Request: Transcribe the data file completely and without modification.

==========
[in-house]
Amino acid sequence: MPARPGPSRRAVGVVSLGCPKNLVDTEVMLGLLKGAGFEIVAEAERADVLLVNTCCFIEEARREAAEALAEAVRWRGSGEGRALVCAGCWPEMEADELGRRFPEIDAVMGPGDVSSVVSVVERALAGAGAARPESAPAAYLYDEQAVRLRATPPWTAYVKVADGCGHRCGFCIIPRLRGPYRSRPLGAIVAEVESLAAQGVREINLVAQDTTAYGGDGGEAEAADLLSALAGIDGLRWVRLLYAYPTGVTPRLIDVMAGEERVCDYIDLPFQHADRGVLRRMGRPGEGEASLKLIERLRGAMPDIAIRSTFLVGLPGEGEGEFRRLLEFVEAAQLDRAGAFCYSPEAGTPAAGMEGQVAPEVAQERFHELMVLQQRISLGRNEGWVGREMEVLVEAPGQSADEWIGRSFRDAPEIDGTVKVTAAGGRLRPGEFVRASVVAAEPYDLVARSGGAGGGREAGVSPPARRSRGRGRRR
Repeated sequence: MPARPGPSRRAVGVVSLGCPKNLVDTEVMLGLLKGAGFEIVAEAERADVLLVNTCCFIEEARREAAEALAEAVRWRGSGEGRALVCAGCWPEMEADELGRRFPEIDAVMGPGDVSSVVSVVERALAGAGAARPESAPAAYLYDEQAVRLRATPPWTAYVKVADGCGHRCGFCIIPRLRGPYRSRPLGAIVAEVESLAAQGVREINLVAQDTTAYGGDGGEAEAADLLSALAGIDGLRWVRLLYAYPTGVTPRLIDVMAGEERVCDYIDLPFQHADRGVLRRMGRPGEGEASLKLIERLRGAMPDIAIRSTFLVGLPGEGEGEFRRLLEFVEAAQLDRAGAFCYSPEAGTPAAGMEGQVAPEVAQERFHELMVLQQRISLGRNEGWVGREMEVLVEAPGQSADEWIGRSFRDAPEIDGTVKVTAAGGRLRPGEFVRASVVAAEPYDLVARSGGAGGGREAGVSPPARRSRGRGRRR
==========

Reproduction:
[in-house]
Amino acid sequence: MPARPGPSRRAVGVVSLGCPKNLVDTEVMLGLLKGAGFEIVAEAERADVLLVNTCCFIEEARREAAEALAEAVRWRGSGEGRALVCAGCWPEMEADELGRRFPEIDAVMGPGDVSSVVSVVERALAGAGAARPESAPAAYLYDEQAVRLRATPPWTAYVKVADGCGHRCGFCIIPRLRGPYRSRPLGAIVAEVESLAAQGVREINLVAQDTTAYGGDGGEAEAADLLSALAGIDGLRWVRLLYAYPTGVTPRLIDVMAGEERVCDYIDLPFQHADRGVLRRMGRPGEGEASLKLIERLRGAMPDIAIRSTFLVGLPGEGEGEFRRLLEFVEAAQLDRAGAFCYSPEAGTPAAGMEGQVAPEVAQERFHELMVLQQRISLGRNEGWVGREMEVLVEAPGQSADEWIGRSFRDAPEIDGTVKVTAAGGRLRPGEFVRASVVAAEPYDLVARSGGAGGGREAGVSPPARRSRGRGRRR
Repeated sequence: MPARPGPSRRAVGVVSLGCPKNLVDTEVMLGLLKGAGFEIVAEAERADVLLVNTCCFIEEARREAAEALAEAVRWRGSGEGRALVCAGCWPEMEADELGRRFPEIDAVMGPGDVSSVVSVVERALAGAGAARPESAPAAYLYDEQAVRLRATPPWTAYVKVADGCGHRCGFCIIPRLRGPYRSRPLGAIVAEVESLAAQGVREINLVAQDTTAYGGDGGEAEAADLLSALAGIDGLRWVRLLYAYPTGVTPRLIDVMAGEERVCDYIDLPFQHADRGVLRRMGRPGEGEASLKLIERLRGAMPDIAIRSTFLVGLPGEGEGEFRRLLEFVEAAQLDRAGAFCYSPEAGTPAAGMEGQVAPEVAQERFHELMVLQQRISLGRNEGWVGREMEVLVEAPGQSADEWIGRSFRDAPEIDGTVKVTAAGGRLRPGEFVRASVVAAEPYDLVARSGGAGGGREAGVSPPARRSRGRGRRR